KRAKOW is Poland’s second largest city, and one of the oldest cities in Poland. Many tourists skip Warsaw entirely in favour of Krakow, and it’s easy to see why. While much of the country was devastated by World War II, Krakow managed to escape the destruction, and retains much of its medieval charm and original architecture, packing a serious punch in the Eastern European tourism stakes.
Krakow is a seriously CHEAP destination, even by Eastern European standards. In 3 days I spent less than £90 (including accommodation costs!) It’s very easy to navigate, and the locals are super friendly, even if they couldn’t speak much English they tried really hard to help out. Many signs are in English, so language isn’t too much of an issue.
Full of vibrant, and sometimes tragic history, it’s also a perfect place for any history buff to head to.
I flew from East Midlands airport into John Paul II International, from where it’s very straightforward to catch the train from the Krakow-Balice train station, which is a short walk from the airport, into the centre of the city. (Much cheaper than getting a taxi, and only takes 15 minutes to reach the main Krakow Glowny station)
I stayed at the Tom & Greg Party Hostel on Zyblikiewicza Street, which I highly recommend. It’s cheap, has free wifi and breakfast/dinner, the best showers I’ve ever come across in a hostel, beautiful and clean decor, and the staff are extremely kind and helpful.
1) Check out the main market square – Rynek Glowny
The main square was my favourite part of Krakow. It was constantly buzzing, even in early March, and the buildings were incredible. It is the largest medieval market place in Europe, and is home to the gorgeous Cloth Hall, which has been around since the 1500s, and the grand and imposing Town Hall Tower. The whole square is a thoroughly pleasant place to be, with horse drawn carriages clopping around over the cobblestones, and plenty of cheap places to sit down with some Polish cuisine and people watch.
2) Go to Auschwitz-Birkenau
Now this is a difficult place to advocate anyone go: travelling to a death camp will not be in everyone’s comfort zone, which I think is completely acceptable (post coming up on this) but I think the journey to Oswiecim (a town roughly 50 miles away from Krakow) is an important one to make.
I won’t go into too much detail about Auschwitz-Birkenau here as I plan on posting about it in more detail next week, but I’ll relay the more functional facts about visiting.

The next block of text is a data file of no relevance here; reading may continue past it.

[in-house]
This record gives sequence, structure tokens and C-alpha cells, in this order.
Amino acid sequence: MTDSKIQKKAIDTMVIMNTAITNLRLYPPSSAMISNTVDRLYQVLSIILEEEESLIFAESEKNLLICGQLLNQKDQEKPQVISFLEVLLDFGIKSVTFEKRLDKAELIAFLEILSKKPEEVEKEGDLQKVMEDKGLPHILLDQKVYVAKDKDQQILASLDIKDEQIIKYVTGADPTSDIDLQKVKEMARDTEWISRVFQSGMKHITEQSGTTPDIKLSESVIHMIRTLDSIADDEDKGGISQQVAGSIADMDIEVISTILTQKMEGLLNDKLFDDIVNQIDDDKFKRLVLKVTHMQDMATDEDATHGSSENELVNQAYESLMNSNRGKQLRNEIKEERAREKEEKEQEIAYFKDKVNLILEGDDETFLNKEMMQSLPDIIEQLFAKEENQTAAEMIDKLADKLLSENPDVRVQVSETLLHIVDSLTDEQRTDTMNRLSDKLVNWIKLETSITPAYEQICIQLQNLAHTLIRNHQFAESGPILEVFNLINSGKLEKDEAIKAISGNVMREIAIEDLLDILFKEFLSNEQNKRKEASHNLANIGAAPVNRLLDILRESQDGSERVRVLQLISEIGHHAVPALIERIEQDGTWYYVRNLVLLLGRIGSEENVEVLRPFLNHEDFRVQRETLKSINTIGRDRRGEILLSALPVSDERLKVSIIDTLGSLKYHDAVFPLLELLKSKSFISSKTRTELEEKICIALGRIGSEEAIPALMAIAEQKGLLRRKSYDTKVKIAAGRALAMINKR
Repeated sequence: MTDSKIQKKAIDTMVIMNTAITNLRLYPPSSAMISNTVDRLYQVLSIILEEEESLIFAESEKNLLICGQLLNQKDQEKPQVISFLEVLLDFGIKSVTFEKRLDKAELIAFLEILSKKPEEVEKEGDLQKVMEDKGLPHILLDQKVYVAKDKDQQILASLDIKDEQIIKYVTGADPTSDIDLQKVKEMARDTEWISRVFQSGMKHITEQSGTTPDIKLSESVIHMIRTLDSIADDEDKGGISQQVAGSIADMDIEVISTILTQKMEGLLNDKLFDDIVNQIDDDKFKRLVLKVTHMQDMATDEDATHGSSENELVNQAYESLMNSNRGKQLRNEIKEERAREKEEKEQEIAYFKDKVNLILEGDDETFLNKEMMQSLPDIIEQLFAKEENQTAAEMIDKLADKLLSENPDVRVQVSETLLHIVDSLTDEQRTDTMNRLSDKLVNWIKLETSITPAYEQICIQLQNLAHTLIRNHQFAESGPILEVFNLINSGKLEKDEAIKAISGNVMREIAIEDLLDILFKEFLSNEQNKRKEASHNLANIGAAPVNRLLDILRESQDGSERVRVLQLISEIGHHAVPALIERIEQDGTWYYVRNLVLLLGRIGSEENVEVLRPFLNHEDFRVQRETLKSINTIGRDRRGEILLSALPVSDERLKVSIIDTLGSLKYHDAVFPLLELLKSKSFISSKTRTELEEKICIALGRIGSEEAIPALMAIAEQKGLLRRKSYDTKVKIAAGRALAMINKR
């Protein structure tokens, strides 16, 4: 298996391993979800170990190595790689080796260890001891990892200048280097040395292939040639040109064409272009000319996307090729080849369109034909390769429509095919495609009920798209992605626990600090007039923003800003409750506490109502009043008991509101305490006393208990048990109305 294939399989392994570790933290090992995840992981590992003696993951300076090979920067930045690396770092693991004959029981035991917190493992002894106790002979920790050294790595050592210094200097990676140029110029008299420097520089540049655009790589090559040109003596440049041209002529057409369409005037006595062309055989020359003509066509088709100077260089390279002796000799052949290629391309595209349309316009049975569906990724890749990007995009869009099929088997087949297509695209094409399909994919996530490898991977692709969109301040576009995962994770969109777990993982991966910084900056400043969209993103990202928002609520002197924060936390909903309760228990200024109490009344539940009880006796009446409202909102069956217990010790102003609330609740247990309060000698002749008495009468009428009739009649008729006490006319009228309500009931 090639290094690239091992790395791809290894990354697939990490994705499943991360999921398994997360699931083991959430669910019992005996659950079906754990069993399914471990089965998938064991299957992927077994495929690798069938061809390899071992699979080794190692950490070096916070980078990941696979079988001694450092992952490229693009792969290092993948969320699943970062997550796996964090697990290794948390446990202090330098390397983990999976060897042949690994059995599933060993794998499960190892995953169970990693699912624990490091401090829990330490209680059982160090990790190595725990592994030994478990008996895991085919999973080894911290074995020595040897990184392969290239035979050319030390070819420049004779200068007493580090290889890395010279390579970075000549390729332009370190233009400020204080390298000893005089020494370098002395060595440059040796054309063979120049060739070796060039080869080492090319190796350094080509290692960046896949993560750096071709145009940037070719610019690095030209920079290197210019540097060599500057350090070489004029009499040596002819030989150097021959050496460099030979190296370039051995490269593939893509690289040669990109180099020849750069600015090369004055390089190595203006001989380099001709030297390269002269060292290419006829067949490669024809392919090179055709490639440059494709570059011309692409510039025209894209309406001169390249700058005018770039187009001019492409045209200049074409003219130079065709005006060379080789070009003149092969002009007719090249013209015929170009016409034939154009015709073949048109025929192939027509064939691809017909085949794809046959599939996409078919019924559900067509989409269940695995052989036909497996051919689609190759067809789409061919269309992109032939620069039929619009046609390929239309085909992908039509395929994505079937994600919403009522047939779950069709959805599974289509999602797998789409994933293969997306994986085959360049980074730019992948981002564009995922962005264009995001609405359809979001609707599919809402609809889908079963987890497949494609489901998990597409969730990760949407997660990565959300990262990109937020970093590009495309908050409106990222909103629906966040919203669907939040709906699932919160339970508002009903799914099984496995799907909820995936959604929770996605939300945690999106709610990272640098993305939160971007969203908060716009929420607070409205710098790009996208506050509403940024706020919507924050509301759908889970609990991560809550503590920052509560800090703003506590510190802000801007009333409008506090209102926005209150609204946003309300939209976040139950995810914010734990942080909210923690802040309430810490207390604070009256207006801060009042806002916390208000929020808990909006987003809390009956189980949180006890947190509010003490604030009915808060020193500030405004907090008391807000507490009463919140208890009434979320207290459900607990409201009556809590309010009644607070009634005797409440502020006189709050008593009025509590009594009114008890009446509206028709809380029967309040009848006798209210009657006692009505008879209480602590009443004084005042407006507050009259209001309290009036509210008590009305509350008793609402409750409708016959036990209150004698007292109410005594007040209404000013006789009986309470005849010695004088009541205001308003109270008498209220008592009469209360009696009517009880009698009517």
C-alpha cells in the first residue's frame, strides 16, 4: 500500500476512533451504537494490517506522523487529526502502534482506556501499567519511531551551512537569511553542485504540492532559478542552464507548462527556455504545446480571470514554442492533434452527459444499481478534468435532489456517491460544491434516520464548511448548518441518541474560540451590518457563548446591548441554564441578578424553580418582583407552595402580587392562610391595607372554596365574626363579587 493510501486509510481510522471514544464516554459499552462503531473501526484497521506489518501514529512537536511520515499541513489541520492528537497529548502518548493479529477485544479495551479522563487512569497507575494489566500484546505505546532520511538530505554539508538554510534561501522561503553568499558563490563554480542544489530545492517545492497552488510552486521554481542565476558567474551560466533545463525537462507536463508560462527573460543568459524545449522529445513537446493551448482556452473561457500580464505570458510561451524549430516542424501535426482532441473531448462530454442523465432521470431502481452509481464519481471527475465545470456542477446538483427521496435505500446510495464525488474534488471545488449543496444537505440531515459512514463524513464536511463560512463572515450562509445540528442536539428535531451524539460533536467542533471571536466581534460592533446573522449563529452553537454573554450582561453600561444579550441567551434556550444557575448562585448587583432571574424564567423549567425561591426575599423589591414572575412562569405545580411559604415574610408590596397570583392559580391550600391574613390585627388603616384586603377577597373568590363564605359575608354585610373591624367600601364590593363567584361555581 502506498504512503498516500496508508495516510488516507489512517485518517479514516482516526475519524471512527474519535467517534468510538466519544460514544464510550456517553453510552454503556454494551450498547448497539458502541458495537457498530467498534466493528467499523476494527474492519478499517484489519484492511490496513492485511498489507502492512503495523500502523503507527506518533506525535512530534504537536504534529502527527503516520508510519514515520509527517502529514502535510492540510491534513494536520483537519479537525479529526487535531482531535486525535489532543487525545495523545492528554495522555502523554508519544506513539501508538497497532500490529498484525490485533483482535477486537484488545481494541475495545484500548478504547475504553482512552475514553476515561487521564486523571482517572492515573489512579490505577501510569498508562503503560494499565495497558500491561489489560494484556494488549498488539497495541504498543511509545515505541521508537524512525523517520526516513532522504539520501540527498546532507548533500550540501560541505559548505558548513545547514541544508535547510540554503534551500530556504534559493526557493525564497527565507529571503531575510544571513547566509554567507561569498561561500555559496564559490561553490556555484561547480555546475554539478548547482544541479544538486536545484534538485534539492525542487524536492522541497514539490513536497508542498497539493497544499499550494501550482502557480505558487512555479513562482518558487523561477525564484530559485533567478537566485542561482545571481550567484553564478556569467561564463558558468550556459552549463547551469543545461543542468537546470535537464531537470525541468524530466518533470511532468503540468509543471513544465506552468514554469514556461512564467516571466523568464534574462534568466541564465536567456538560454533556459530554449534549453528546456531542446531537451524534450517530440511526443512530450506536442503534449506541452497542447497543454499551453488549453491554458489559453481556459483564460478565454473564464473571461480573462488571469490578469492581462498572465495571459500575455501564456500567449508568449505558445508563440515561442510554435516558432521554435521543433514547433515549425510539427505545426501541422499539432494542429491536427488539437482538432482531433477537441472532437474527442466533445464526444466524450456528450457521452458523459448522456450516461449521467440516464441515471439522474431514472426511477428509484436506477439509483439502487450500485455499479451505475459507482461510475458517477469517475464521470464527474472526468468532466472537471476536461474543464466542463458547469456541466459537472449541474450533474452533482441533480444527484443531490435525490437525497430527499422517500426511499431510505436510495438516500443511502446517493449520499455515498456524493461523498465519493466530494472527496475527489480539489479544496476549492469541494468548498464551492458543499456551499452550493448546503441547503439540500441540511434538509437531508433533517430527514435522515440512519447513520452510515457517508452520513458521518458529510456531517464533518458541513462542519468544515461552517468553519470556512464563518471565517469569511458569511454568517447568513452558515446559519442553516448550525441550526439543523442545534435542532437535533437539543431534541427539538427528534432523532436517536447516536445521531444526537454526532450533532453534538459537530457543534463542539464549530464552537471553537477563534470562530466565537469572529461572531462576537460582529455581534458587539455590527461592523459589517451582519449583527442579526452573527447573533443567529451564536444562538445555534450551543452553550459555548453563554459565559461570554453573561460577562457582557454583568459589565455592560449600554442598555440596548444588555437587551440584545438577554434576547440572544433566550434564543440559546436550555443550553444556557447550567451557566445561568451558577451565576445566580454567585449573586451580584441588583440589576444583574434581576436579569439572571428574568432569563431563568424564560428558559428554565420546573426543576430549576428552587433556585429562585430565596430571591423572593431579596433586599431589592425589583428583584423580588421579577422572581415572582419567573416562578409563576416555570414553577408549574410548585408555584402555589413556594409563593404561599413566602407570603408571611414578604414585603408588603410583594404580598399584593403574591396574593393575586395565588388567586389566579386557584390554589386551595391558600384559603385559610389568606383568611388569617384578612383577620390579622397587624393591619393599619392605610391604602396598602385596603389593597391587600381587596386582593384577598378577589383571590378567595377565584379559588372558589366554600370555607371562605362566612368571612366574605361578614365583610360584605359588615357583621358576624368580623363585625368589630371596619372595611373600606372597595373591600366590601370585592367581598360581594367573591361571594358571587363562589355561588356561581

The camp is in two parts, Auschwitz, and Birkenau, which are a couple of miles apart. I’d recommend a guided tour, which lasts about 3 hours, and tells you about the camp’s macabre history. Auschwitz is largely well preserved, and many of the former barracks have been transformed into museum exhibits, which are as expected, absolutely heartbreaking to see, and include ‘relics’ from the Nazi stash of prisoners’ belongings, including a glass case full of thousands of childrens’ shoes. Birkenau is much larger, and takes some time to walk around. Much of Birkenau was destroyed by the Nazis when they realised that the allies were advancing, so there’s less to see here, but the awful gravity of the place lingers. Once again, I’d advocate a guide to really understand what happened here in the 1940s. Coaches leave from Krakow every day at 9am, and the journey takes a little over an hour each way. The trip, including transport and the guided tour, costs around £19 (student price).
3) Delve deeper at Wieliczka Salt Mine
The salt mine at Wieliczka is located about 40 minutes from Krakow. Forget catching the horrendously overpriced tourist coaches which charge upwards of £40 for a day trip to Wieliczka. Simply hop on the local no. 304 bus (which leaves very regularly from the stop opposite the main shopping centre and train station). It costs just 4 zloty – roughly £1.50! Massive savings for anyone who doesn’t mind taking public transport. Exit the bus at Wieliczka Soli (look for the giant Salt Mine sign) Entrance to the mine is fairly expensive by Polish standards, though if you’re a student and can produce your student ID it costs just 49 zloty – £10.
For this you receive a guided tour in English (also available on a less frequent basis in other languages) which lasts for 1.5-3 hours. My guide was absolutely fantastic, very funny, spoke perfect English and was worth every penny.
I would say that if you’re disabled, or suffer from claustrophobia, then the mine might not be a good place to visit. To enter you need to descend hundreds of steps, and some of the passages are a little precarious. It’s also relatively dark, and in some places a little compact, and you do go up to 900 feet below the surface level. The journey takes you through 2.5km of mines, where you can view beautiful carvings and sculptures created by miners over the centuries.
4) Take in the view from the top of Wawel Castle
Wawel Castle is the former home of Poland’s royalty and boasts some incredible views over Krakow. Its rather unusual cathedral features various clashing architectural styles, which are beautiful (if not slightly bizarre) to look at.
Make the journey up to the top in the late evening, and you’ll be rewarded with stunning views of the sunset over the river and the city.
5) Just wander
The streets are lined with colourful old buildings, and medieval remnants of the ancient city. I enjoyed simply walking around the streets, taking in sights, and tucking into the ridiculously cheap and filling snacks sold from the street food vendors all over the city.
And last but not least…
Get your picture taken with this guy, who’s hanging out on a wall just around the corner from the main market square.